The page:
I'm sure these are the first of many disagreements and learning curves we are going to go through but when you are both lacking in sleep, it is hard not to get emotional about things.
Breastfeeding is just adding to my stress. Having to wash two breast pumps constantly as well as doing the expressing every other feed (including at night) is draining. Also, when it is a breast feed (as opposed to an express feed), Callum tends to feed for 10-15 mins, break for 10, feed for 10, break for 10 for about an hour. I then don't know when the next feed will be and why he is stop-starting. I appear to be producing enough milk but he keeps coming back for more. At least when I feed him the express milk, I can see how much he is feeding and he tends to go down better afterwards.
I've got into a bit of routine of expressing two extra bottles during the day that I put in the fridge and then use them to feed during the night. I then only express once at some point during the night when Callum is sleeping. For the rest of the night feeds he is breastfed.
Of course, the downside to feeding by bottle is that you need to warm the bottle if it has been in the fridge before giving it to Callum, so you have to deal with Callum screaming as if he is being murdered until the bottle is ready.
These are, of course, the days/weeks that everyone warned me about and that I've been expecting. Strangely, they are slightly easier than I thought they would be despite all this and I know it wont last forever but I wish I could see some sort of routine developing so I could see a light at the end of the tunnel. This is another reason why I am keen to move to formula - babies tend to sleep longer when formula-fed so I might actually get some sleep at night even if I still have to make 3 feeds during the night and it might help us get that sought after routine.
The best night I've had in the last week was actually on the Friday night (the night Stuart was meant to be helping with). I slept in the spare room while Stuart was in our room. This is also something I said I never wanted to do - I thought it was very unsuportive of the husband to want to sleep in separate rooms. However, it has been my decision to do so and I actually prefer to sleep in separate rooms at the moment. I hate sleeping apart from Stuart but not having to worry about disturbing Stuart so much when Callum wakes means I feel more relaxed. This probably helps both Callum and me get through the night. Sleeping in the spare room also means I can have the moses basket beside me next to the bed rather than at the end of the bed. For the last couple of nights, Stuart has slept in the spare room with me but both nights have been quite bad and I am wondering whether it is because I am stressing about keeping Stuart awake.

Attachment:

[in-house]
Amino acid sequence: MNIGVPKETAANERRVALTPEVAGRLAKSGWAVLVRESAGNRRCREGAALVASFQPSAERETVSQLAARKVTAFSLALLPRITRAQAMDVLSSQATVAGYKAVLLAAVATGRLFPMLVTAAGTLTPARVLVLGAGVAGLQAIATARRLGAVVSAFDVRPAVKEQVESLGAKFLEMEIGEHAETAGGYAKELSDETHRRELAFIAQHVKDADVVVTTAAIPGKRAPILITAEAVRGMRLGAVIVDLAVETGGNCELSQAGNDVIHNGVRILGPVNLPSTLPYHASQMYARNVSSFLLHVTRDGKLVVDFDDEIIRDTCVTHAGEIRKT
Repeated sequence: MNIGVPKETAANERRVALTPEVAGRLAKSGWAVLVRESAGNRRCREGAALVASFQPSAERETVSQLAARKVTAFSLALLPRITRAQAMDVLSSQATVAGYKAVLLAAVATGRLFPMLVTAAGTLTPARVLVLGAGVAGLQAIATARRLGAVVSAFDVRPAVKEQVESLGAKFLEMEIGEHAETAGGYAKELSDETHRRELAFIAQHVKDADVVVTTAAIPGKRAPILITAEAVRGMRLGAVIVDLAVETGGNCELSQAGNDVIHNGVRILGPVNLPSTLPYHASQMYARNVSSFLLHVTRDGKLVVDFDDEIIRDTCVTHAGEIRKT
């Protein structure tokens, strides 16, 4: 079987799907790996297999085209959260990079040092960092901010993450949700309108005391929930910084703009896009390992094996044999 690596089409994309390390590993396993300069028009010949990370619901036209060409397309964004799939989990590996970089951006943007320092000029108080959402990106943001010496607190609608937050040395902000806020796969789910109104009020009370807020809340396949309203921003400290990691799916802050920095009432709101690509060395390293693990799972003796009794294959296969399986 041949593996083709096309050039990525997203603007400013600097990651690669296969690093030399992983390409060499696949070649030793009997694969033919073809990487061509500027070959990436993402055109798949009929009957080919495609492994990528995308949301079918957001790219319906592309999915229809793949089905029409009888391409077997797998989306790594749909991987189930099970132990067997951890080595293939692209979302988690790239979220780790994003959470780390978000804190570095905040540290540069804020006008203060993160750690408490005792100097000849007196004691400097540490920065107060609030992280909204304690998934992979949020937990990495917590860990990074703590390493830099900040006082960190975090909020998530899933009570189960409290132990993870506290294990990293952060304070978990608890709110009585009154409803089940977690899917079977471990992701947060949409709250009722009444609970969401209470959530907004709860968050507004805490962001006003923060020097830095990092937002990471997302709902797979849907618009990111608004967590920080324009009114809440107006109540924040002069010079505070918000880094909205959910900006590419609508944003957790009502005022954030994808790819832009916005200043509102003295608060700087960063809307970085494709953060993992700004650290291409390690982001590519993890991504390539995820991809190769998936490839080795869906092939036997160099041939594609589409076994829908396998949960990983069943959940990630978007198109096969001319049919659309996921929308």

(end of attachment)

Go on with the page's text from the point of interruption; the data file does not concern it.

God, what a moan this has been. We are managing and Callum is still gorgeous and I know this is to be expected.
I'm looking forward to tomorrow as I'm meeting the NCT girls for our first Yummy Mummy meet. Should give me a bit of a break, even if I have Callum with me. At least I will have some adult chatter and feel like I'm socialising.
Just reading this back, I do feel like I need to reiterate that most of the time Stuart is supportive. He is happy to do nappy changes when he gets home from work and his fair share at weekends, and will stand in and cook dinner if I need him to because I need to feed Callum. He would probably cook dinner every night if I needed him to but I do try to do it ready for when he gets home if I can. Stuart did also look after Callum for the whole day on Saturday to make up for Friday which meant I could go out for a couple of hours without him. He did all the changes throughout the day and all but one during the night.